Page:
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Digital Identity for Student Teachers
 

Digital Identity for Student Teachers

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This presentation was delivered to several classes in the Teacher Education Program at UBC - Point Grey campus. The intention was to provide case studies for small group discussion from 3 different ...

This presentation was delivered to several classes in the Teacher Education Program at UBC - Point Grey campus. The intention was to provide case studies for small group discussion from 3 different perspectives: as an individual, as a practicing teacher and as part of a professional association of teachers.

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  • Definition This may be helpful as an addition to the definition (a little broader context): Danah Boyd, Harvard Fellow and Researcher at Microsoft describes some key properties and dynamics that alter the way we interact with one another. These features include: persistence (what you put out on the internet stays there), replicability (the cut and paste phenomenon), searchability (you can be found), scalability (what you say to one reaches many) and (de)locatabilty (we’re both mobile – not connected to a single space- and findable – by virtue of our portable devices). These properties and the alteration of social dynamics to include invisible audiences, collapsed contexts and the blurring of public and private spaces means that we are dealing with a new, ever changing landscape of communication and relationship. As Danah Boyd states:   “ One of the key challenges is learning how to adapt to an environment in which these properties and dynamics play a key role.”   boyd, danah. 2009. "Social Media is Here to Stay... Now What?" Microsoft Research Tech Fest, Redmond, Washington, February 26. Retrieved March 10, 2009: http://www.danah.org/papers/talks/MSRTechFest2009.html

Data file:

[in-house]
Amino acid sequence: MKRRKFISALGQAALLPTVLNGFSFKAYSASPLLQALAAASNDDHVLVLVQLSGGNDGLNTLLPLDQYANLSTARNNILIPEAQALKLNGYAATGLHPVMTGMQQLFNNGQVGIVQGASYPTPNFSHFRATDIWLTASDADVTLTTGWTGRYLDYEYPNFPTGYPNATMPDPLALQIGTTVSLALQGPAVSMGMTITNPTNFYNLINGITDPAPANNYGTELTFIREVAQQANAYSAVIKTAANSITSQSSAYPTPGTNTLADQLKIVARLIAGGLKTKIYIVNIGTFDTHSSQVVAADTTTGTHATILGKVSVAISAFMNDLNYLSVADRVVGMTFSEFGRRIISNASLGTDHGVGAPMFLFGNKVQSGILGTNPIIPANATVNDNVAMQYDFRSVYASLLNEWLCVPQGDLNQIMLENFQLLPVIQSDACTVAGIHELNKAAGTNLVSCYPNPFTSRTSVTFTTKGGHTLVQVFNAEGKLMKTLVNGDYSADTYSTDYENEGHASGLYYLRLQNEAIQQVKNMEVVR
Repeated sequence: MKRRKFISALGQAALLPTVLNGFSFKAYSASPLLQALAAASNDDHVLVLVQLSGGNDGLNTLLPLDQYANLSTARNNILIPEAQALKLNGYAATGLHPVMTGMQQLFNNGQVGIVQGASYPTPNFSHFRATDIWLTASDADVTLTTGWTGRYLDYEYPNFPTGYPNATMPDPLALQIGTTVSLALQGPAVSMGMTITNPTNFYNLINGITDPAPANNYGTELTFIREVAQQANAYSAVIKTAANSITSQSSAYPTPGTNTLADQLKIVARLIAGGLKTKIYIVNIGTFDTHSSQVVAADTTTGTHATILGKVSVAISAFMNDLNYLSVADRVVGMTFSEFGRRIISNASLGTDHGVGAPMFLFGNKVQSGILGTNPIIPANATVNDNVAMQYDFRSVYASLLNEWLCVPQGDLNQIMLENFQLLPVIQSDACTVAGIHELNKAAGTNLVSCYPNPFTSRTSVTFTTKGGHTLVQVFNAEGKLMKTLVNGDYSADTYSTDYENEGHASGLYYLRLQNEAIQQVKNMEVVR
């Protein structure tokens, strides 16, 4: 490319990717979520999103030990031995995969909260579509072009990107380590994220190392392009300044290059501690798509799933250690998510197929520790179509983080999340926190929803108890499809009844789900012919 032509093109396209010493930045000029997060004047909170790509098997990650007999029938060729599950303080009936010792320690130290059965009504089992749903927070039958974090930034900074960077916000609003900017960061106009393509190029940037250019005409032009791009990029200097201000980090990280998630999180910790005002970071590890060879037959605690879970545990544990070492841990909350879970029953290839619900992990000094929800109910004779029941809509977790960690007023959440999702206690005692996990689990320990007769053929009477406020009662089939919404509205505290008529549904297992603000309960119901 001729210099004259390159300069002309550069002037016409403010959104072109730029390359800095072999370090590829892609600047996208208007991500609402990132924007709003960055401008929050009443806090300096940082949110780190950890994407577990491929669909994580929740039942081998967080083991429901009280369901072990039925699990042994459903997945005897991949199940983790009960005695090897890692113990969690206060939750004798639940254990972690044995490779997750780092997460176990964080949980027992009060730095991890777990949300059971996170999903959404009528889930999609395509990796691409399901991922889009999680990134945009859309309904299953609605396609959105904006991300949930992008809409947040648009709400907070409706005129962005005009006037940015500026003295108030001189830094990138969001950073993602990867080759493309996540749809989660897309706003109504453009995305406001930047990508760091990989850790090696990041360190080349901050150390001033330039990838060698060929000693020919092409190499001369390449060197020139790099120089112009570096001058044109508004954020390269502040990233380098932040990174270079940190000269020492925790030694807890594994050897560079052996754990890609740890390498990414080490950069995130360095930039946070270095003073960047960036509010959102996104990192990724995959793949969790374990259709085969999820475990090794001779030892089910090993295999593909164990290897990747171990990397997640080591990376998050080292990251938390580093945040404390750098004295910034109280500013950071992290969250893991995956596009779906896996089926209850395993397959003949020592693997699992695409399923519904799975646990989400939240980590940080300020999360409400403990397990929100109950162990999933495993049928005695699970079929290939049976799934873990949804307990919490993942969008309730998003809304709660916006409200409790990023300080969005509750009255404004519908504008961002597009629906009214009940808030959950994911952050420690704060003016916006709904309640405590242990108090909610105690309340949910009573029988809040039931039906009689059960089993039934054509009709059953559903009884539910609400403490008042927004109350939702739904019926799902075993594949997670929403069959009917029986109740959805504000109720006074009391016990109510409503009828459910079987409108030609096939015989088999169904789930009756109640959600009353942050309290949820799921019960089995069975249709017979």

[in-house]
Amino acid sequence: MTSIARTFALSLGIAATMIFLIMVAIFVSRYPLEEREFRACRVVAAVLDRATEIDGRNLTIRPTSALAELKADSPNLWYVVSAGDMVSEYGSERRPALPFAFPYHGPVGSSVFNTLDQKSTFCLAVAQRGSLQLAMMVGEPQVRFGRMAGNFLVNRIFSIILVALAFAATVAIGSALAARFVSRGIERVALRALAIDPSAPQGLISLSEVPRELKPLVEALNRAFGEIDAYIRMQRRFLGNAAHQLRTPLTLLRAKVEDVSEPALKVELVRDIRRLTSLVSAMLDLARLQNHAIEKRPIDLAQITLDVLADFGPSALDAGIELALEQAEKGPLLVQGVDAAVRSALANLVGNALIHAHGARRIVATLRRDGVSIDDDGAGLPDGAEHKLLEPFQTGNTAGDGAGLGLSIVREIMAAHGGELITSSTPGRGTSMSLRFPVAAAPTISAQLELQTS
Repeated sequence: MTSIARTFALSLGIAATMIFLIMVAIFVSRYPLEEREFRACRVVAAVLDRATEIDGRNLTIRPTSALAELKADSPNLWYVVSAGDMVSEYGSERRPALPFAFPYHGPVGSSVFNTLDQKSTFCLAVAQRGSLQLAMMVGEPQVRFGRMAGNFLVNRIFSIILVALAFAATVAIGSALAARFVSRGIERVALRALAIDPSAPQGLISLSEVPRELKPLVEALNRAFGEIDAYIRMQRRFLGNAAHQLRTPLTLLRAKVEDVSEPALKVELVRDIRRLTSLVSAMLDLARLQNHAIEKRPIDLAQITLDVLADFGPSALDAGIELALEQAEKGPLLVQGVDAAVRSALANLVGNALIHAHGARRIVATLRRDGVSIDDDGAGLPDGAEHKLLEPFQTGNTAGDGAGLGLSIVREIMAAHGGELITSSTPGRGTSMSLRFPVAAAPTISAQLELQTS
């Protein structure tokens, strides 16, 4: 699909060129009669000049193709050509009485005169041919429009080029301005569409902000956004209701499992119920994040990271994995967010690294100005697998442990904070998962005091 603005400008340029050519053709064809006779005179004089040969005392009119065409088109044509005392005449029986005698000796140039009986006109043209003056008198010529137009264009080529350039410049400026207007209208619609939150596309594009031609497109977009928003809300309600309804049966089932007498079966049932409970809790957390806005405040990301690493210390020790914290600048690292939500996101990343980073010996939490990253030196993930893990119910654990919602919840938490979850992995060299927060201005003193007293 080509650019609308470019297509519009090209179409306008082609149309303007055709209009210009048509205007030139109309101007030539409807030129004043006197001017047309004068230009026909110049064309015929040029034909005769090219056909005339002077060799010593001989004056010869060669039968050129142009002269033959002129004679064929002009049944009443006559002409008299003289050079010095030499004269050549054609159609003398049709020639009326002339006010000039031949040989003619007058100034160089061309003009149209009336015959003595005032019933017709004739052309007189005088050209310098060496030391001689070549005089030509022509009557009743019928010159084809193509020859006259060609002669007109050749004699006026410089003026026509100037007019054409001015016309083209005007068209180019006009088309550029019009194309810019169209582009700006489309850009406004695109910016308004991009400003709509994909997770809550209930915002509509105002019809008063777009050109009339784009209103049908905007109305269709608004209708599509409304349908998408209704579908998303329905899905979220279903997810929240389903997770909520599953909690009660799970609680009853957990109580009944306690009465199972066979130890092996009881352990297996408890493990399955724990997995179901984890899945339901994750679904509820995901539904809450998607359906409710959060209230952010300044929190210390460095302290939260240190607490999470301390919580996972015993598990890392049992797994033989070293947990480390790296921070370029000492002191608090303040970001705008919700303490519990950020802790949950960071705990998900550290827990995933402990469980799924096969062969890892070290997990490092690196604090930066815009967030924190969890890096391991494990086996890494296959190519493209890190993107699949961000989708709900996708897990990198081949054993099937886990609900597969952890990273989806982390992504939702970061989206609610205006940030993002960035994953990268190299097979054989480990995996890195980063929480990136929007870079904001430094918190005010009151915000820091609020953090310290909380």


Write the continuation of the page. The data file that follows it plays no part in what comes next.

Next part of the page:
• Work in pairs (5 mins). Identify all of the places where you have contributed or created content online. Debrief with larger group (5 min) (capture this).
  • Introduce the tutorial: context that it aims to help students make informed choices about create/contributing online content in personal, academic and professional realms  more on this later in cases Goals for the broader project Show the Work section: Link to teacher guidelines for Facebook Employers Dig For Dirt Portfolios: MsRoy’s portfolio: http://efolio.educ.ubc.ca/sroy/category/04-role-of-parents-and-home/
  • Pairs (5 min) What are the advantages to creating a blog like MsRoy’s? Disadvantages/drawbacks/cautions? Also, please have a look at this example of an e-portfolio developed by a teacher candidate from last year: http://efolio.educ.ubc.ca/sroy/category/04-role-of-parents-and-home/   At this link she is reflecting on Standard 4.  She provides a link--"Artifact #5"--to her own, personal blog on Wordpress.com. Click on that, and you find a blog she developed for the students/parents in her practicum.  We might use that as an example, good or iffy, for students to think about.